During that drive, a realization hit me like a wall. A wall of fog. Bad fog. Those who think it gets foggy in San Francisco or London have no idea what it’s like to experience the Central Valley’s Tule fog, which can decrease visibility to zero.

The visibility in Tule fog is often less than 1/8th of a mile, about 600 feet, but can be less than 10 feet. Visibility can vary rapidly in any area, with sudden decreases to near zero in only a few feet. It is situations like these that often lead to multi-car accidents where one car follows another into a fog bank.


It’s hard to understand what zero visibility means until you’ve actually been in it. And what’s worse, these aren’t brief patches. The thick fog can cover the entire valley, essentially the length of 99.

In our case, it meant driving on a highway, with already reduced visibility due to it being night, that was like a racing video-game from 1984.

This red line is as far as we could see. I know, because we could only see a single white lane-dividing line at a time.


In practice, it meant looking into this.


I tried to take a picture, but it turns out that it was very hard to do so. During a gap in the fog, I was able to take this picture.


That’s right, that’s a lighter patch of fog, as you can actually see other cars. Two of them anyway. You’ll note the car in the left lane is tapping its brakes, as there is a car in front of it which we can’t see.

It’s easier to take pictures during the day. Here are some I took back in January of this year at around 6am showing how poor the visibility can be even when the sun is out. Again, imagine the pitch darkness of the agricultural valley at 3am.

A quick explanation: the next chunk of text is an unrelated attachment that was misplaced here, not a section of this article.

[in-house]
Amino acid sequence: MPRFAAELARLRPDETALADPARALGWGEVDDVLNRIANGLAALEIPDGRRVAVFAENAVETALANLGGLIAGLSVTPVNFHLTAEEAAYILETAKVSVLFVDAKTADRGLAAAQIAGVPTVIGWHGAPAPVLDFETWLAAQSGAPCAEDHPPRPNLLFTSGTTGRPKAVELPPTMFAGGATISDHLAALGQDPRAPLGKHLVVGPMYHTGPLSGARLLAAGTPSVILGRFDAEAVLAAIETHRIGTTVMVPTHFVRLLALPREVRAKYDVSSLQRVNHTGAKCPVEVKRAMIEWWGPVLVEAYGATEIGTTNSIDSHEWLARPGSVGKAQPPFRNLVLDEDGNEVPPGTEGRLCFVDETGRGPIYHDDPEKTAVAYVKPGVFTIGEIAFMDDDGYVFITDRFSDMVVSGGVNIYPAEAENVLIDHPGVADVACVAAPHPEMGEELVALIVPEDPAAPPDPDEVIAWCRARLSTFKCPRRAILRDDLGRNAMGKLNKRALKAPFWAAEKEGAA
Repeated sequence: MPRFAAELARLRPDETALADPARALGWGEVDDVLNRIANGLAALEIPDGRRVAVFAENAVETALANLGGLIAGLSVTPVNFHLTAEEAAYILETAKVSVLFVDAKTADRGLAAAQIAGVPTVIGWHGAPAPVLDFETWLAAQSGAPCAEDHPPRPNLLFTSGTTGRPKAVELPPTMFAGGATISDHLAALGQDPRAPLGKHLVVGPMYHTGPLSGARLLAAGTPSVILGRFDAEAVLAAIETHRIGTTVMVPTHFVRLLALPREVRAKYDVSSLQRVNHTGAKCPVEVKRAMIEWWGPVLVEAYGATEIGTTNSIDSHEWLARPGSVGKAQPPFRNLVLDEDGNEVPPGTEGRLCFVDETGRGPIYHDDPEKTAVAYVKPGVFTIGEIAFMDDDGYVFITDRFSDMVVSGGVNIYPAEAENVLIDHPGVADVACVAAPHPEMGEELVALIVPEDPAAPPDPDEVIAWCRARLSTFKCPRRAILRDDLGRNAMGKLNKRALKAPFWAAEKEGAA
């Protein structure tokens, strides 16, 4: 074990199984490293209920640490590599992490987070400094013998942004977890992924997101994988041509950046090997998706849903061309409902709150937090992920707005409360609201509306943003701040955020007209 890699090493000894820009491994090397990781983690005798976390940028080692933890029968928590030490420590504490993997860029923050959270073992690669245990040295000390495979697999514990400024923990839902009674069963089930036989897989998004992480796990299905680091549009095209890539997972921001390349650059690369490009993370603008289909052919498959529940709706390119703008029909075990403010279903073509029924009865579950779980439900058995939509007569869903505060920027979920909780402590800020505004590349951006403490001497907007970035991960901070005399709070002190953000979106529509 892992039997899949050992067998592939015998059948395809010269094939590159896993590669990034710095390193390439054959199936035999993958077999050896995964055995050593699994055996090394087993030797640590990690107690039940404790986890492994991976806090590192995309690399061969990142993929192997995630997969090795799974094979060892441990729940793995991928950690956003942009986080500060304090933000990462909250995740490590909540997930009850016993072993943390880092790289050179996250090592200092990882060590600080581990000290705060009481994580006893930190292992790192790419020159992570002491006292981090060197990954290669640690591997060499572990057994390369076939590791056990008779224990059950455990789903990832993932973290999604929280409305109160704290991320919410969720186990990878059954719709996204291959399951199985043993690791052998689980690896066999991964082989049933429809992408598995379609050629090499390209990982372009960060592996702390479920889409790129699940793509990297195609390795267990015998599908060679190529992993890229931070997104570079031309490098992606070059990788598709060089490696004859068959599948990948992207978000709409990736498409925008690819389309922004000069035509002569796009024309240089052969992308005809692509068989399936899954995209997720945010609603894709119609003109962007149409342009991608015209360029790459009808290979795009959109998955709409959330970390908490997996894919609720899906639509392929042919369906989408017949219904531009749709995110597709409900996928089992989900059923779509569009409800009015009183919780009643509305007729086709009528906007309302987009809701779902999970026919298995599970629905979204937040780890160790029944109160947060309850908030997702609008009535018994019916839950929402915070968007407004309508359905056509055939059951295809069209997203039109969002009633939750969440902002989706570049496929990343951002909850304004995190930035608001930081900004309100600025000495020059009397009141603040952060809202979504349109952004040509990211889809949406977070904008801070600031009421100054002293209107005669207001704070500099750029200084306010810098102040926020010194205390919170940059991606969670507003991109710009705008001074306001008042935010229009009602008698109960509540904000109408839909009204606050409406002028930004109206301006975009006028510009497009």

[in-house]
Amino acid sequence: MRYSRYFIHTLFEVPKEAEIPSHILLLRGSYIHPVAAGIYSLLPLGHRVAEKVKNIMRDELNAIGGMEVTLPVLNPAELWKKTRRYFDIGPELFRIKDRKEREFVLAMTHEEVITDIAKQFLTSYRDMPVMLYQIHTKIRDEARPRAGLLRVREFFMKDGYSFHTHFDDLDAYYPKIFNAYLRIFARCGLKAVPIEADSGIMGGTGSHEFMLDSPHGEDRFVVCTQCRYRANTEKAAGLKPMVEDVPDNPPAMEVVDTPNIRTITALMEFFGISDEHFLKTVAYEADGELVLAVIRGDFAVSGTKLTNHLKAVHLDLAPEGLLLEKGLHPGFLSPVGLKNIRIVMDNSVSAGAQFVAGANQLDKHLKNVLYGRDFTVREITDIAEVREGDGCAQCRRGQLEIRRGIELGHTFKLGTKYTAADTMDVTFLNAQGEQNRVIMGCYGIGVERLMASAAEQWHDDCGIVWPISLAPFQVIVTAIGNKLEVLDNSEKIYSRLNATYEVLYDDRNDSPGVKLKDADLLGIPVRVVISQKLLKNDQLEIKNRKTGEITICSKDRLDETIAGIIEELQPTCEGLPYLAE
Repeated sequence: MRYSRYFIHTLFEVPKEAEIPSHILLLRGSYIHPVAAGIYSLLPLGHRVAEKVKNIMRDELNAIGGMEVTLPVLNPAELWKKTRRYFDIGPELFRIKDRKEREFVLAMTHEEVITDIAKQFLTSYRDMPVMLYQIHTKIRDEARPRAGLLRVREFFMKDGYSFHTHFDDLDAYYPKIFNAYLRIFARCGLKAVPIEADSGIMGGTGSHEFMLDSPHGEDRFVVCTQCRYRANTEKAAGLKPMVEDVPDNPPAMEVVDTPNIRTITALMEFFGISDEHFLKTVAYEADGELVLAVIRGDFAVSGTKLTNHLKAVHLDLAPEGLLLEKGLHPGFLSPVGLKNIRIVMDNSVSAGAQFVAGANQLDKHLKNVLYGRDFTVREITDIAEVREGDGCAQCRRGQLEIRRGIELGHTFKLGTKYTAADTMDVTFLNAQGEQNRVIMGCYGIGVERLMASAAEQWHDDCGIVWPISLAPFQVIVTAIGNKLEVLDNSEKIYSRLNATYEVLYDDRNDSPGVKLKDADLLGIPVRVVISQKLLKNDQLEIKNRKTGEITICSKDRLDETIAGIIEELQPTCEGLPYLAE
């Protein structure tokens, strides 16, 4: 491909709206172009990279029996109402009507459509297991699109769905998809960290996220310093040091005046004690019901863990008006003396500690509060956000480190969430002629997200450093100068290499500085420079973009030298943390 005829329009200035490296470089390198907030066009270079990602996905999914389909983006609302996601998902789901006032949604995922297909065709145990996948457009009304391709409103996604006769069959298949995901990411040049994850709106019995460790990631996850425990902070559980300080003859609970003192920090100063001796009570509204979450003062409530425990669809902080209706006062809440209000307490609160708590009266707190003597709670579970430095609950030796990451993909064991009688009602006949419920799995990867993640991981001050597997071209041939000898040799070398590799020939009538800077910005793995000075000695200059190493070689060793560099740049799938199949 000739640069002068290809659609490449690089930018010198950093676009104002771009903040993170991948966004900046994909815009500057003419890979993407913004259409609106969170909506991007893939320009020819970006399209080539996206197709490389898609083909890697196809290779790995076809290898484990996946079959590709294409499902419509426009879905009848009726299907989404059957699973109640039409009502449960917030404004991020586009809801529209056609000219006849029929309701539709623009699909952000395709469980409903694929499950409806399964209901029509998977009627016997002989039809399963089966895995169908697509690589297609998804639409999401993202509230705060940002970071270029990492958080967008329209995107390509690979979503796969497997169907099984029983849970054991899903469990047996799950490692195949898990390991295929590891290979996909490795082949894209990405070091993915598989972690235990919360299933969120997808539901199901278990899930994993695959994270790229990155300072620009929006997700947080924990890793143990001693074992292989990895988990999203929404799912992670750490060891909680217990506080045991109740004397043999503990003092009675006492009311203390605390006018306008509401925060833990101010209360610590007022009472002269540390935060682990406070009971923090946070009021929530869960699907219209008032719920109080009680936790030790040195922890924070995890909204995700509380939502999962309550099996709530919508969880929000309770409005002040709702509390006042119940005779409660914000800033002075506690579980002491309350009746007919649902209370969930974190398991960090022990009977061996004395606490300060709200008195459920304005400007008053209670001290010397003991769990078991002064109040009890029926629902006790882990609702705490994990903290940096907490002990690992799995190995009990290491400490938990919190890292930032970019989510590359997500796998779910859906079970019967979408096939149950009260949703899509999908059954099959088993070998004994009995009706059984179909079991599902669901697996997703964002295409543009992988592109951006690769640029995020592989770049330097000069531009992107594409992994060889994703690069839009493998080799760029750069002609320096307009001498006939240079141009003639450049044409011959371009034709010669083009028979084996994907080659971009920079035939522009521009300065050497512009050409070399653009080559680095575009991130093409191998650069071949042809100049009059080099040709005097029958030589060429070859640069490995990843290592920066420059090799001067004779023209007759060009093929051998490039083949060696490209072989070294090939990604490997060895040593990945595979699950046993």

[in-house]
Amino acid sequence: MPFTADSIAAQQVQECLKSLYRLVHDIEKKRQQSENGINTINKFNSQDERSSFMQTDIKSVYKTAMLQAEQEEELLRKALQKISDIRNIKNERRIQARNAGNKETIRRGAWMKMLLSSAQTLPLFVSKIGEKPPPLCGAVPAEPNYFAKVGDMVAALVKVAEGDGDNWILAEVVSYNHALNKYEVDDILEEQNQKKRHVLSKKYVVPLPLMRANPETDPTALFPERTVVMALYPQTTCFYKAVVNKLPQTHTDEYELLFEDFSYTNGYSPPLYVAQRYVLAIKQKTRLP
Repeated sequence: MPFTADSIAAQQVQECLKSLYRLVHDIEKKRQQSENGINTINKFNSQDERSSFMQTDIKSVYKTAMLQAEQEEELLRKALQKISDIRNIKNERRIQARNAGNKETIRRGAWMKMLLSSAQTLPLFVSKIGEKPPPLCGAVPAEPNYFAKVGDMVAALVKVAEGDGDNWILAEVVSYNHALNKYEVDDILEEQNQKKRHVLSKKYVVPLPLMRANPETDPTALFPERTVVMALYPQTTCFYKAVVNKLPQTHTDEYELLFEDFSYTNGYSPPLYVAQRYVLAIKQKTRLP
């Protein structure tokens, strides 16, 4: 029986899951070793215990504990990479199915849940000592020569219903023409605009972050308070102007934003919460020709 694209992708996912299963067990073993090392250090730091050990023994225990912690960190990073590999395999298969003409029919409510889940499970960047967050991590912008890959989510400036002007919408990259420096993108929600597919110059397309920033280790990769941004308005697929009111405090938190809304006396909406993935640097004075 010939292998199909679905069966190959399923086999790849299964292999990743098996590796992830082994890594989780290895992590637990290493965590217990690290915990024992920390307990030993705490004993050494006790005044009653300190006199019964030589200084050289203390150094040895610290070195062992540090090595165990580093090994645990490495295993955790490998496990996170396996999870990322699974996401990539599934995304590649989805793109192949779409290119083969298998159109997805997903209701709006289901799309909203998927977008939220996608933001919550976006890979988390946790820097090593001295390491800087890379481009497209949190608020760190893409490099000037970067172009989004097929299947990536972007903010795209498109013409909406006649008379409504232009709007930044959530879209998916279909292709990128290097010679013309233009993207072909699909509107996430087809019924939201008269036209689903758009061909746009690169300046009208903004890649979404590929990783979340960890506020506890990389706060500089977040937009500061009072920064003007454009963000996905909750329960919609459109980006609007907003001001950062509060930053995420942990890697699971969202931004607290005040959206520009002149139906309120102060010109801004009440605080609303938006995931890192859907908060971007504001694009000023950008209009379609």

Under an overpass, see the other car?


Signs are useless, where’s the exit?


This is why California places traffic signals on both sides of an intersection. The far-side light is simply not visible. I also learned why California places streetlights at highway exits. Without them, it would have been impossible to know at what point the exit began.


We got home last weekend at 3:30am. The 4 hour drive wasn’t terribly long, but it was nerve-wracking, and potentially fatal. We passed these sections of the highway:

In February 2002, two people were killed in an 80-plus car pile-up on State Route 99 between Kingsburg and Selma. The visibility at the time of the accident was zero. On the morning of November 3, 2007, heavy tule fog caused a massive pile-up that included 108 passenger vehicles and 18 big rig trucks on Northbound State Route 99 between Fowler and Fresno. Visibility was about 200 feet at the time of the accident. There were two fatalities and 39 injuries in the crash. Click to read more!